Lt. General James H. Doolittle’s report to President Eisenhower was stark. It was time to go Rambo on Russia, “an implacable enemy whose avowed objective is world domination by whatever means and at whatever cost.” World War II hero Doolittle, who had led an air raid on Tokyo after Pearl Harbor (his exploits inspired the Spencer Tracy film Thirty Seconds Over Tokyo), declared in his 1954 report that “there are no rules in such a game.…If the United States is to survive, long-standing concepts of ‘fair play’ must be reconsidered.” Advocating that the CIA ruthlessly “subvert, sabotage, and destroy our enemies by more clever, more sophisticated, and more effective methods than those used against us,” he warned Ike that Americans might have to swallow “this fundamentally repugnant philosophy.”
Never heard of Doolittle and his report? Neither had we, until reading Wikipedia’s entry about it, penned by Christopher Barnes (CAS’14). The Salem, N.H., resident parlayed a class project on the Doolittle Report into a piece for the online encyclopedia in February, an uncompensated, un-bylined effort that nonetheless, he says, yielded “the satisfaction of adding to the historical record.”
Last fall, Stephen Kinzer (CAS’73), a College of Arts & Sciences visiting professor of international relations, assigned students in his class on the history of American foreign policy to make presentations about three Cold War documents. Two are well known: diplomat George Kennan’s 1947 anonymous “X article” in Foreign Affairs magazine, calling for containment of Soviet expansionism, and NSC 68, the 1950 report to President Truman advocating military spending and “gradual coercion” of the Soviets. Barnes and a partner drew the Doolittle Report.
While Doolittle’s thoughts are hardly the lost scrolls of Atlantis, Barnes began his class presentation by noting that “this one is so obscure it doesn’t even have a Wikipedia entry,” recalls Kinzer. Afterwards, Kinzer told his student that if there truly was no Wiki-entry— “the new symbol for obscurity”—he should write one.
Barnes consulted Wikipedia’s online formatting instructions and writing guidelines, which stress unbiased reporting with “highly credible” sources, he says. Besides the report itself, Kinzer, a former New York Times correspondent and bureau chief, suggested a couple of books on CIA history he uses in class that discuss the report, and Barnes also found online biographical information about Doolittle, including one from the federal government. He began writing his entry after last fall’s class presentation and submitted it to Wikipedia’s volunteer reviewers in February. “It took about four days,” he says. “I remember when I submitted it, they said my article was like 175th in line waiting to be reviewed. I just kept checking, and then all of a sudden, I just noticed” that the entry had been posted.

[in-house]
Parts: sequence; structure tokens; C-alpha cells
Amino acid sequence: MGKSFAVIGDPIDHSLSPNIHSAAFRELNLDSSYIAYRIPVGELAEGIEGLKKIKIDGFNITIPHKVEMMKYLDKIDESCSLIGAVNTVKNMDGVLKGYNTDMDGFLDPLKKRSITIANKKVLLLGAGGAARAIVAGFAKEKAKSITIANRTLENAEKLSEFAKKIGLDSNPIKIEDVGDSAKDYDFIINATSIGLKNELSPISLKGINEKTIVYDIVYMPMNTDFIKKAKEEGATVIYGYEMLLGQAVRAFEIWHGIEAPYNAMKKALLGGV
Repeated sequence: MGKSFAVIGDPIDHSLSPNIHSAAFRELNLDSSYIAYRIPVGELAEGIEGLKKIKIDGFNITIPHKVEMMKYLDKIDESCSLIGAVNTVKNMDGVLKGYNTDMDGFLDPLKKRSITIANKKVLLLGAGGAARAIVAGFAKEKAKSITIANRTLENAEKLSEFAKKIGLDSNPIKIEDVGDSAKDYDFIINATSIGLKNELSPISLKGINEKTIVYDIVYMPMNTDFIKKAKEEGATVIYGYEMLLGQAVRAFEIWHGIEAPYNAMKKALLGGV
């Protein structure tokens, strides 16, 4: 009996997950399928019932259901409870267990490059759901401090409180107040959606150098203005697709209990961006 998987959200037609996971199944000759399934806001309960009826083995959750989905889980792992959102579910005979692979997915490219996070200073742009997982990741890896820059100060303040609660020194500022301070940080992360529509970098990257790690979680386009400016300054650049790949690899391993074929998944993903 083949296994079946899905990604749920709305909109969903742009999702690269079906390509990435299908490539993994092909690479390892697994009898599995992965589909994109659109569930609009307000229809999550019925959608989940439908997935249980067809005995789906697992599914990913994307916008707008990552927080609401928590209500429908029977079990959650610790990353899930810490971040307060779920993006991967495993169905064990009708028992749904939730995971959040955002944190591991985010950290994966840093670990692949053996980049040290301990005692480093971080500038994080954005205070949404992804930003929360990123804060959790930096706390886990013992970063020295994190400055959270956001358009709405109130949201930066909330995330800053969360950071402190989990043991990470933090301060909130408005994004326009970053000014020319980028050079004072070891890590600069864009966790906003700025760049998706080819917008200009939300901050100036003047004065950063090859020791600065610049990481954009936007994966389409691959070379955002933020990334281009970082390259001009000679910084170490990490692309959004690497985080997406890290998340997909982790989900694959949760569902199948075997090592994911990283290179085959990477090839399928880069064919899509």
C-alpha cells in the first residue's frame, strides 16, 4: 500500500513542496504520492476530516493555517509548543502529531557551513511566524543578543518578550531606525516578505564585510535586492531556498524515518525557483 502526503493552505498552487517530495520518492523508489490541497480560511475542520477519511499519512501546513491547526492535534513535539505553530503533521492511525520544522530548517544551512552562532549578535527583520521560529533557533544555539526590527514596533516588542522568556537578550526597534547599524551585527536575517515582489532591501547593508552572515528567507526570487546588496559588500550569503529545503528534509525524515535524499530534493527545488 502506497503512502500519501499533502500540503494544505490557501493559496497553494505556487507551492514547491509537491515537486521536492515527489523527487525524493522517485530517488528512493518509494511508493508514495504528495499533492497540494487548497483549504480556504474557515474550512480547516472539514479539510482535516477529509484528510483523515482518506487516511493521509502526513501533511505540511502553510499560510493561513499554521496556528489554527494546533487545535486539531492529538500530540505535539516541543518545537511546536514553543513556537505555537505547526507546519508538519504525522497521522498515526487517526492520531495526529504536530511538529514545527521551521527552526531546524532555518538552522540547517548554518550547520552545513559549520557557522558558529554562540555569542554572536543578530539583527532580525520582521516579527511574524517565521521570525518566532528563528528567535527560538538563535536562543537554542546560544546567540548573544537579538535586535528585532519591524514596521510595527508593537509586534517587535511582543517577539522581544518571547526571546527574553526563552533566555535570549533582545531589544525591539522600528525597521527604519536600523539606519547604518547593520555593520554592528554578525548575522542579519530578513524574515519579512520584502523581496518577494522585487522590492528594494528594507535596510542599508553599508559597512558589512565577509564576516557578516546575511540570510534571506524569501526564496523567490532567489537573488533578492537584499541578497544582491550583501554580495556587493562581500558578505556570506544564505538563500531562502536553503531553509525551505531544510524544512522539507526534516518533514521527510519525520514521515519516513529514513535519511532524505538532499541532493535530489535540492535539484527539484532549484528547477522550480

Doolittle had been recruited by Eisenhower to assess the CIA amid calls for greater congressional oversight and questions about the agency’s effectiveness. “Upon reading it,” Barnes says, “I noticed that the language of it, just in itself, was a lot different from the other Cold War documents that we were reading…the drastic, sort of extreme nature of it.”
A spokeswoman says Wikipedia doesn’t track how many of its entries come from college students, but she notes BU has been fertile ground: last year, School of Management students wrote entries as part of a program by Wikipedia’s parent company to partner with universities.
In the end, according to Barnes, Doolittle did little. His recommendations, from tighter security clearances for the CIA to more closely linking it to the military, were saluted by agency director Allen Dulles—who then sat on most of them. Still, the document is a valuable window on the fear gripping American leaders early in the Cold War, says Kinzer. Of course, apart from Doolittle, the CIA had and would continue subverting foreign governments. And Dulles did embrace one recommendation, fatefully. He and Eisenhower signed off on Doolittle’s call for better spy technology, which led to building the U-2 plane to fly over Russia and take photographs.
In 1960, the Soviets shot down a U-2 and captured its pilot, Francis Gary Powers, in a famous Cold War incident. You don’t need us to brief you about that one; you can read it on Wikipedia.